16th July FREE Register here
A day of presentations and performances
Venue: Brunei Gallery Lecture Theatre or Suite, SOAS, University of London, Russell Square, WC1H 0XG
Korean Drumming Society Welcome 1.00-1.15pm
|The Korean Drumming Society is part of the SOAS Korean music school which focuses on performing one of the most popular genres of Korean Traditional Folk music SAMULNORI. As the name is derived from the word 4 objects playing, consists of 2 drums and gongs (The Janggu, Buk, Kkwaegwari and Jing).
The piece Yongnam Nongak is a piece of music from the south Eastern part of South Korea. This piece of music played by farmers during harvest. Celebrating the bountiful harvest and showing their hope for greater blessings to come.
Trikhon Theatre – An Introduction to Rice Paper Tales 1.15-1.45pm
|Rice Paper Tales takes traditional Vietnamese childhood stories and presents them in an immersive way which includes interactive storytelling, live music and performance. Targeting children aged 5 to 12 and their parents, Rice Paper Tales aims to promote cultural awareness at a young age and promote integration for London’s many British Vietnamese communities.
Thekla Ek – “Who are you?” 1.45-2.05pm
“Who are you?” is an amalgamation of recordings of the diverse communities in the UK.
Artist Thekla has created “a painting of layers of sounds”. She has recorded people (all from different backgrounds but do not look like they are from that country) in their native language to read a set of questions through which to explore the definition of the word ‘Identity’. At the same time in the background you can hear Thekla singing those questions in English. Collaborators will be appearing in this live performance.
The questions start with:
Korean Gayageum performance 2.05-2.20pm
Dami is currently studying a MMus degree in Performance at SOAS University. Focusing on Korean traditional music and composition, she is both a performer and composer. She is a performer of the 12-string Korean Zither Kayageum, and has been greatly inspired to write for it. As a performer she has performed at various events around the UK playing a variety of Korean traditional instruments and educating the public on Korean traditional music. In her spare time she is also a radio presenter at the University radio running a show called Gugak Sounds.
Cholong Sung has been studying Korean music for eighteen years. She graduated from the National Gukak (Korean traditional music) Middle and High school, where she majored in Kayagum (Korean zither) and she did BA in Korean Traditional Music at Ewha Woman’s University. As a Kayagum player, she gained much experience by taking part in many concerts and had received awards at a number of Kayagum competitions. After graduating from university, she went to Seoul National University to study Korean Music Theory. Her master’s degree dissertation looked at “A Study of Seongdok (Lectio Devina, The sound of reading) on Musical Perspective.” She completed her masters music degree in 2013, and she is now a Ph.D. candidate in Ethnomusicology at the SOAS University.
Angkor – An Untold Story 2.20pm-3.00pm
(An illustrated talk by Aravinth Kumarasamy)
|Aravinth the creator of this collaborative dance production, will share his research work and experience through an illustrated talk aided by video clips from the dance production, which featured Sixty (60) dancers, thirty (30) musicians and a few leading international artistes in its cast. The dance production narrates the story behind the efforts of the Khmer King Suryavarman II who commission the building of Angkor Wat which still remains as the largest temple of workshop.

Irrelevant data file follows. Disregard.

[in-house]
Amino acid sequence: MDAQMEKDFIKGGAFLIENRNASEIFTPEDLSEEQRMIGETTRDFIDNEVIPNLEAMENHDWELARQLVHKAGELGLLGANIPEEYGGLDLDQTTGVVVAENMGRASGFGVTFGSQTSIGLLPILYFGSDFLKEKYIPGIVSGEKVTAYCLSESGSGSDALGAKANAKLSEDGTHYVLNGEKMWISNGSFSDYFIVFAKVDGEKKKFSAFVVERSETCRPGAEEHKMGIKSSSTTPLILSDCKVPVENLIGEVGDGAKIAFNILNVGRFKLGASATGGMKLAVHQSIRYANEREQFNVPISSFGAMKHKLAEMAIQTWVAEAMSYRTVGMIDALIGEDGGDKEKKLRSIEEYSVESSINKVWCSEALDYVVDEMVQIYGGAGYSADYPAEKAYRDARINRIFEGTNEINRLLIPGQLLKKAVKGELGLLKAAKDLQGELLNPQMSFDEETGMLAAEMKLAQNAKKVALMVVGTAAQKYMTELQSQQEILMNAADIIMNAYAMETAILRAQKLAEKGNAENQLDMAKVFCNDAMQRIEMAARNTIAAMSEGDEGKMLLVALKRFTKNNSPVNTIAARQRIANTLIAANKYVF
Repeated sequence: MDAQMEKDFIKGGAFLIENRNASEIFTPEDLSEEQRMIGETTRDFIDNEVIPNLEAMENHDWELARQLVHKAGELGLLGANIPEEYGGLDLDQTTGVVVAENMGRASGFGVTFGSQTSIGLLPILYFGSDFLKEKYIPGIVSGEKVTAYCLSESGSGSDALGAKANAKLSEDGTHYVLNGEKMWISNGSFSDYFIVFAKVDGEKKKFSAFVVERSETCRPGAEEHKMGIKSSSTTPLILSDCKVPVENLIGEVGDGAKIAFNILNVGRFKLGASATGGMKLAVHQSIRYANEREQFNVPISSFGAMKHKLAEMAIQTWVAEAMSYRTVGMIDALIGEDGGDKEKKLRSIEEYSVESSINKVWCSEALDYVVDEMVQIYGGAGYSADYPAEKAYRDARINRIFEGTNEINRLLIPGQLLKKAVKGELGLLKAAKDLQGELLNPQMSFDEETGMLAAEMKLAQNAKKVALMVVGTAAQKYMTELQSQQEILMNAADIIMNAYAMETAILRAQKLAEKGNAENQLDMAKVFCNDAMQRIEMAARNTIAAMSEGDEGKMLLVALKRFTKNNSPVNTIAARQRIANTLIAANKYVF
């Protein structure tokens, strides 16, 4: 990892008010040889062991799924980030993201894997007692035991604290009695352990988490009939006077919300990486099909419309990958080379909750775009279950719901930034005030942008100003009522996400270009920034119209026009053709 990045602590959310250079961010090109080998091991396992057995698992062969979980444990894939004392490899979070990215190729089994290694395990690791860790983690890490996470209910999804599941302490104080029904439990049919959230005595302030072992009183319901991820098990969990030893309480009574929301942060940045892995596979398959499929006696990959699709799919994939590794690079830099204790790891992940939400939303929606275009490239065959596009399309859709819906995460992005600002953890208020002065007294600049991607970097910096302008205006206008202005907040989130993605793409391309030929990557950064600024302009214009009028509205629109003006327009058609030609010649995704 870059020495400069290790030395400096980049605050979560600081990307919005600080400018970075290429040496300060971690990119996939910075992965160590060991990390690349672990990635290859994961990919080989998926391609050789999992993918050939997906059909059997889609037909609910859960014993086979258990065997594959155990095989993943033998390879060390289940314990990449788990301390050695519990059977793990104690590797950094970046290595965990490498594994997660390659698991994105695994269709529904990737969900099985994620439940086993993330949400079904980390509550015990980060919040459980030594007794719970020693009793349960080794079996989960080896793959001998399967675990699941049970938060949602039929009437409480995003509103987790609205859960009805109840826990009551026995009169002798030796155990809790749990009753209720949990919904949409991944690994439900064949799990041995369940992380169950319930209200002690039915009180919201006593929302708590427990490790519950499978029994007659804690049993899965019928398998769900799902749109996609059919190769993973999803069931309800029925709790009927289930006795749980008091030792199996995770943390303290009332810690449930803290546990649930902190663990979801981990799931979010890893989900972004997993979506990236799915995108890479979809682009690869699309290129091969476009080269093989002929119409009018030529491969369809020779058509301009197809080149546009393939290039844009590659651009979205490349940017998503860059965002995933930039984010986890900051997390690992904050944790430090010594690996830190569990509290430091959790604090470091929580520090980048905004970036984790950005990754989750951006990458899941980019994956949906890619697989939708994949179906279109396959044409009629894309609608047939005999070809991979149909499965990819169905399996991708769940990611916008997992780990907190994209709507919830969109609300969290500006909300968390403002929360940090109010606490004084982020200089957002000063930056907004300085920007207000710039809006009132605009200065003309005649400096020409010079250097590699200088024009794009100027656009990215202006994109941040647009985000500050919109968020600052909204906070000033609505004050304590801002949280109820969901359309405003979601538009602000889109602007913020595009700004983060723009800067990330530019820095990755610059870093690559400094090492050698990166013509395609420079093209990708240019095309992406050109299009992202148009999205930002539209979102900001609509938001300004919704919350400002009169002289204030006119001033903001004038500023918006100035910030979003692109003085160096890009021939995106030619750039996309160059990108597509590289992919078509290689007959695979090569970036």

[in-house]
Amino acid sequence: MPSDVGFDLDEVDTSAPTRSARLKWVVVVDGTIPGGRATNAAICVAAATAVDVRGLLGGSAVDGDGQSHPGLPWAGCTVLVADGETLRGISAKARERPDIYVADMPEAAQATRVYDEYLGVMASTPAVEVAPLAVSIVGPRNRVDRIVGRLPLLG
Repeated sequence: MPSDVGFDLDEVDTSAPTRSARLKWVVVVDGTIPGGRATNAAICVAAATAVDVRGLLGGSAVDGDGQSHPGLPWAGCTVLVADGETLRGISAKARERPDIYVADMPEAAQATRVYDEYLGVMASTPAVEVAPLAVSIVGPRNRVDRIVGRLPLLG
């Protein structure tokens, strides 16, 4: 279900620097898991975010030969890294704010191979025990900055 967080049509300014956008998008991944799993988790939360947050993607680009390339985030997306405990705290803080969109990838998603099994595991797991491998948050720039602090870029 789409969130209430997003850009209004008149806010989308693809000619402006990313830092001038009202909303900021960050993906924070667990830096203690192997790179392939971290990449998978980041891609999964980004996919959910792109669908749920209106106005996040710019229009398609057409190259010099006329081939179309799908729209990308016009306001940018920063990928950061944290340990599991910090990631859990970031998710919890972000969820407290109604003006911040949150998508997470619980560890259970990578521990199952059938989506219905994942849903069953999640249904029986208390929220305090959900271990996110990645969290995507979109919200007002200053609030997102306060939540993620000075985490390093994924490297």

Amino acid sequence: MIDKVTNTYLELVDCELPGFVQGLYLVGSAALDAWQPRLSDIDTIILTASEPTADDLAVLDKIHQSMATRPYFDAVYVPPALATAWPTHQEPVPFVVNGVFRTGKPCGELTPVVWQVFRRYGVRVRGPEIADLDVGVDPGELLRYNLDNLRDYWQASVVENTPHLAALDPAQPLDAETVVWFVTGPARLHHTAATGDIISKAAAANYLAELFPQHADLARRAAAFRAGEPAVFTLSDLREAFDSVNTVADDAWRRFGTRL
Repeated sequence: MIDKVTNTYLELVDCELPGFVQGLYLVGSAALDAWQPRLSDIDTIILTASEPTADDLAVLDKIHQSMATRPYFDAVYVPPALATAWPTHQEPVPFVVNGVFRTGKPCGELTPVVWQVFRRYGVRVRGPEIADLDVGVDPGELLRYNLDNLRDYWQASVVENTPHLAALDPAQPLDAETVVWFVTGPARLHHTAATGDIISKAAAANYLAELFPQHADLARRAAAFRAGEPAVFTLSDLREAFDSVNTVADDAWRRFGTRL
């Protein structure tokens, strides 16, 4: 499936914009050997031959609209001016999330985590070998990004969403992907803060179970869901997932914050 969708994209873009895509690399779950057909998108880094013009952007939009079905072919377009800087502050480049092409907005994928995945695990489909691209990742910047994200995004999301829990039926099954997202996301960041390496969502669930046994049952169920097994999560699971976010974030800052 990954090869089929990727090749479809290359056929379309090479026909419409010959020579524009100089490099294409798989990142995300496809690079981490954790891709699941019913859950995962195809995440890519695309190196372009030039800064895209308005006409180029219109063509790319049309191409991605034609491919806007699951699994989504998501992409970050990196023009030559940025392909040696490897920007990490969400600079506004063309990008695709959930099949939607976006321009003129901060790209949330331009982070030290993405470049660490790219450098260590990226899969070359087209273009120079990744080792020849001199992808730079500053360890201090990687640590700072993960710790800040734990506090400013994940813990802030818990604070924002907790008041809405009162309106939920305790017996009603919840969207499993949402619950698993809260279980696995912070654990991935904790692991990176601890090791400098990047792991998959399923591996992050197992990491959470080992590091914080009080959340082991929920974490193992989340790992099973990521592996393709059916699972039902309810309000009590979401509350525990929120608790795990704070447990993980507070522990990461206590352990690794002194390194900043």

About Aravinth Kumarasamy
Inventing the Performing Arts: Modernity and Tradition in Colonial Indonesia Book launch and panel – Matthew Cohen 3.00-4.30pm
Professor Mark Hobart and Dr Avanthi Meduri are acting as respondents to the book and will be delivering short talks on modernity, tradition, invention, colonialism and internationalism in other Asian contexts in response to the themes of the book.
|Modern modes of transportation and communication not only brought Indonesia into the world economy, but also stimulated the emergence of new art forms and modern attitudes to art; disembedded and remoored traditions; and hybridized foreign and local. Covering arts ranging from Javanese court dance to the circus, the book demonstrates that traditional and modern artistic forms were created and conceived, that is ‘invented,’ in tandem.
Find the book here
Find the book on Amazon
Supported by Centre for Asian Theatre and Dance
Bhumi Presentation: Sowing the Seeds 4.45-5.30pm
The Bhumi Collective will discuss the origins of bhumi and its journey from Singapore to London and Edinburgh. The team will also share the creative process of developing the multidisciplinary work and the principles and strategies underpinning its approach as well as the challenges of navigating intercultural collaboration between Singaporean and British artists who themselves are diverse in terms of ethnicities. Tackling the issue of identity has stirred debate and brought about a natural evolution in the creative direction of bhumi and how traditional and contemporary practices can influence and learn from each other.
Reflecting upon their own decade-old experience working with youths and practitioners from the traditional and contemporary arts sector in multicultural Singapore and London, Soultari Amin Farid (Creative Director) and Mohamad Shaifulbahri (Producer) will contemplate how bhumi will probably be one of the most challenging, yet provoking, works they have created till date.
Presenters: Soultari Amin Farid, Mohamad Shaifulbahri
‘The Startling Dream’ from ‘The Peony Pavilion’ – a vignette 5.30-6.30pm
Featuring actor, Chen Rui, from the Jiangsu Province Kunju Opera Troupe
Presenter: Kathy Hall, Founder of former London Jing Kun Opera Association
A brief introduction.